These star collaborations have continued in recent years, with remixes of Depeche Mode’s ‘Wrong’, Hercules and Love Affair’s ‘Blind’, and just in the last few months, Whitney Houston’s ‘Million Dollar Bill’ and The Jackson 5’s ‘Forever Came Today’. If that wasn’t enough he’s still busy producing; currently working on his next artist project with long time collaborator Jamie Principle, entitled ‘The Directors Cut’, featuring friends David Morales, The Shapeshifters and Lil’ Louis Vega.

Of course he now has the luxury of picking his dates and playing less regularly than he used to, but when he does get behind the decks he is as committed to the music as ever. Like many of his older contemporaries, the insistence of some promoters to fill bills and reduce set times, is something he finds annoying, “Club owners and promoters don’t have the patience or vision to understand what it means to have one DJ deliver the goods in one evening.  That’s a New York thing.  Philly, Baltimore & DC also; totally East coast.  In Europe they don’t quite get it. And with the advent of The European Superstar DJs, it’s their fault that DJs are only playing two hour sets.  They along with current promoters don’t want you to play any longer than that.”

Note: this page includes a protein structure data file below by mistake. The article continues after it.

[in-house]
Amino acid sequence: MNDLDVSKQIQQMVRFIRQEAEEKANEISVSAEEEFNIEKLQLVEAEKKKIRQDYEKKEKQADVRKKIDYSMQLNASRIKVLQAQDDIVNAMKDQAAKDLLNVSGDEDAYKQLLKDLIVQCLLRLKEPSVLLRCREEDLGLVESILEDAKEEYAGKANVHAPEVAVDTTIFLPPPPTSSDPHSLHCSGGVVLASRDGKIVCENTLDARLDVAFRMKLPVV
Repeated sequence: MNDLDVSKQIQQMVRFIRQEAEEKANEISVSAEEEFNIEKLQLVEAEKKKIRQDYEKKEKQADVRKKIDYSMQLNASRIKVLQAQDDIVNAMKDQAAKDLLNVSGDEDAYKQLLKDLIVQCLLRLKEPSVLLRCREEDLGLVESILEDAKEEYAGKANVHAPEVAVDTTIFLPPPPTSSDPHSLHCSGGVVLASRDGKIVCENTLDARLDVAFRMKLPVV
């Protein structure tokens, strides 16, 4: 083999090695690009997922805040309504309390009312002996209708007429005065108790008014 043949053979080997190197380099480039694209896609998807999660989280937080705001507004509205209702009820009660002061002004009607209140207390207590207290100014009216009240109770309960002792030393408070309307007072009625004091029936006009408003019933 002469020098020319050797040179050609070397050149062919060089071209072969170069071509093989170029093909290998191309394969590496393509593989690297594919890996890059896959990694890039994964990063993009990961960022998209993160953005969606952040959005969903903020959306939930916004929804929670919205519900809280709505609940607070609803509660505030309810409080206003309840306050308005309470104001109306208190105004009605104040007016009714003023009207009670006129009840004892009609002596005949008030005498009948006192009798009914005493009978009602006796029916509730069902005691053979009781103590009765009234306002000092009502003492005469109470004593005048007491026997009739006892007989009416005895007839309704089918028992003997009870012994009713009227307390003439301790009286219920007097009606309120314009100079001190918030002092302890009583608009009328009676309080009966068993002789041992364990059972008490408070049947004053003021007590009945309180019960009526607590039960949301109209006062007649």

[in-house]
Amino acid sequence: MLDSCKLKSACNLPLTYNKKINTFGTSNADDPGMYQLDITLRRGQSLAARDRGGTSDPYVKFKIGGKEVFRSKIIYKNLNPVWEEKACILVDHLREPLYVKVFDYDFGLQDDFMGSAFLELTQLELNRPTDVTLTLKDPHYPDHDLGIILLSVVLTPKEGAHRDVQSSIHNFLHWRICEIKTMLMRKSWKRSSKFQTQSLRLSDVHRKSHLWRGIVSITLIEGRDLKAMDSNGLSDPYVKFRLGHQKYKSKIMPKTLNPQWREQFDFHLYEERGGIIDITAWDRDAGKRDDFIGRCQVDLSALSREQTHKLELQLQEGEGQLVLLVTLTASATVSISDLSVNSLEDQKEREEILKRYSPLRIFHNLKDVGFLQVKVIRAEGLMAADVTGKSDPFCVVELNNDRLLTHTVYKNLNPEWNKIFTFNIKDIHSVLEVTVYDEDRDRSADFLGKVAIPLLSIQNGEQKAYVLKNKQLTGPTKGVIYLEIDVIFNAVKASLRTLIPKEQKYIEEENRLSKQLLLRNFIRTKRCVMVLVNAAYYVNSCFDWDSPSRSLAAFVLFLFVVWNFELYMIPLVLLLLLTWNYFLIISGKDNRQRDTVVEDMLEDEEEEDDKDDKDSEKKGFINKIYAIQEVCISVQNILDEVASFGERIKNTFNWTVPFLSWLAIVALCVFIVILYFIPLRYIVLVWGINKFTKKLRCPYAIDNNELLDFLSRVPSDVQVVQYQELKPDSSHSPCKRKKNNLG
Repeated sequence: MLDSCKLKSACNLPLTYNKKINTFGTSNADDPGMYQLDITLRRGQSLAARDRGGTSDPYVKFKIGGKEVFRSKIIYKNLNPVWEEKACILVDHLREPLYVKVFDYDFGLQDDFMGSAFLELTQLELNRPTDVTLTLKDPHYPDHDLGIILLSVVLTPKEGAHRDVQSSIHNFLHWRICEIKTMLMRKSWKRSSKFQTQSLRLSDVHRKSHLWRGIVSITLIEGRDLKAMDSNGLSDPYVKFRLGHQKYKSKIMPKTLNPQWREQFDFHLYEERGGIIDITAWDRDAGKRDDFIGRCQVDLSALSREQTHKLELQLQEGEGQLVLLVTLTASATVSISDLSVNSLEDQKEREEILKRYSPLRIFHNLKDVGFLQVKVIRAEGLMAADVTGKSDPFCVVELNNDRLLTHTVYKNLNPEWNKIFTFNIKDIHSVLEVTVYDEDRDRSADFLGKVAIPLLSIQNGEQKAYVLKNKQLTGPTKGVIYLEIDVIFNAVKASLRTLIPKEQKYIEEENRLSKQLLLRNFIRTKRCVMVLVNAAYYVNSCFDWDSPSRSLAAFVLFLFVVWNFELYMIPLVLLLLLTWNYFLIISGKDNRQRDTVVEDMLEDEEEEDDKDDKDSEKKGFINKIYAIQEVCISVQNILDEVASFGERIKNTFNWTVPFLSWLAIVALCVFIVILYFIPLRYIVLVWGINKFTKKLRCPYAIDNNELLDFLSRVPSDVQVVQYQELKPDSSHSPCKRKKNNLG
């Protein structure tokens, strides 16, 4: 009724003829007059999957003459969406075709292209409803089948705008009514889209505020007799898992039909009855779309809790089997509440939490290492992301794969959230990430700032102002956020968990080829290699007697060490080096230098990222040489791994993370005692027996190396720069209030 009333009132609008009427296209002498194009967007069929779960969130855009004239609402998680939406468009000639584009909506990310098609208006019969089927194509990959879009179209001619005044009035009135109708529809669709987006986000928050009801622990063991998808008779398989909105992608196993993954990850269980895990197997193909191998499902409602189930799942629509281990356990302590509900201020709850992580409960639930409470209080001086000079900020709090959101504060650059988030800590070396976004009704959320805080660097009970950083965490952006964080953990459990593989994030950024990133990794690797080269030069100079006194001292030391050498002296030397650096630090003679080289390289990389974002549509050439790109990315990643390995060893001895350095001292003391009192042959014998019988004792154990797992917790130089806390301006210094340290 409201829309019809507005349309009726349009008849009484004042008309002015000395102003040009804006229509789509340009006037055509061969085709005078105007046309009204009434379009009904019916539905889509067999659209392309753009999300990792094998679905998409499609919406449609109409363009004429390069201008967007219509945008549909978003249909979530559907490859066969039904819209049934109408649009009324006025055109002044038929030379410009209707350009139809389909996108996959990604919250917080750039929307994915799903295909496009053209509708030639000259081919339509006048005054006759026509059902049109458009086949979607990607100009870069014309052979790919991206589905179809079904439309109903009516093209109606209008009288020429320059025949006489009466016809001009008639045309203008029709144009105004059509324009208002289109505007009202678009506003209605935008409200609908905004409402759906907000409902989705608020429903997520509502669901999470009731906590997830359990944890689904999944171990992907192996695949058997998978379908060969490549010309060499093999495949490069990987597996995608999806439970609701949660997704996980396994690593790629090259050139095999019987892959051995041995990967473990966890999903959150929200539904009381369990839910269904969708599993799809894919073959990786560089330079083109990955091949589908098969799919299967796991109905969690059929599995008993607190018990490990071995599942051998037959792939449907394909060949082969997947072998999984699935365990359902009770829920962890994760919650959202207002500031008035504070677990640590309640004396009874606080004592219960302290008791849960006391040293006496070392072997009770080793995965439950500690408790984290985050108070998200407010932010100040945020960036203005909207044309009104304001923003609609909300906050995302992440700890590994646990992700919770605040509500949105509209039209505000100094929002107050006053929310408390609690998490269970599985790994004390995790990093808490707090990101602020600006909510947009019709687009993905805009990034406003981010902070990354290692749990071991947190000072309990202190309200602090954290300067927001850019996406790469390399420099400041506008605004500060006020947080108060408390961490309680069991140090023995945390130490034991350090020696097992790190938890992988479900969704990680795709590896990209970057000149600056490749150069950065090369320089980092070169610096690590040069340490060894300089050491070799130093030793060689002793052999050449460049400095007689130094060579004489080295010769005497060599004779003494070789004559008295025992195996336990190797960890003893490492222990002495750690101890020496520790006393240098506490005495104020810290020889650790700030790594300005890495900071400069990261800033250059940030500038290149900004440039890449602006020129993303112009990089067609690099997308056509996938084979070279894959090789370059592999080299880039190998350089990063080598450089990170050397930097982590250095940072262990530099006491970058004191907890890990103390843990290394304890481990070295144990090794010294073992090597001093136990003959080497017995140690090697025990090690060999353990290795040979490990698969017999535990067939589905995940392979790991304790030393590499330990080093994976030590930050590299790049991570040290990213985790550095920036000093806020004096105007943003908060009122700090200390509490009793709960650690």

For a man who has seen it all and has every right to a rich and reclusive existence, his continued passion for not only dance music, but the fundamental principles that were such a part of the early days, is truly inspirational. When asked about dance music and clubbing being the great leveler, especially in terms of race, he is full of the same fervor he felt as a young, gay black man in America, “If you’ve ever partied at The Loft, The Gallery, Paradise Garage, or Sound Factory you’d automatically know the answer.  Today there are many bars and a few clubs that try to emulate that feeling but, racism is so prevalent in this country that the only places you’ll ever be able to experience this kind of harmony is in the inner cities like NYC, L.A., DC, Miami, even Chicago.  For most young people today the color-lines have blurred, it’s exactly like this in Europe, but this country still has a lot of growing up to do.”

Obama and Knuckles #BFF

Obama and Knuckles #BFF

His MySpace profile picture sees him happily stood next to President Obama, a man and a movement that he sees as a great step forward, “I still think he’s one of the greatest things to happen to this country in the last 200 years.  It’s unfortunate that the bigots and racist idiots (and we all know a few) will be the downfall of this country ever getting back to its original greatness, but he gives us hope for change.”

And it is with this positive attitude that has emanated from the man and his music for over three decades that we should regard his latest release, a refreshingly affirmative reason for making a mix CD. As he puts it, “With the current situation we’re all living in now; the economic downturn, the increased poverty, homelessness and job loss.  Folks are losing faith and running out of ideas, I just thought it was time again to get ‘MOTIVATED’.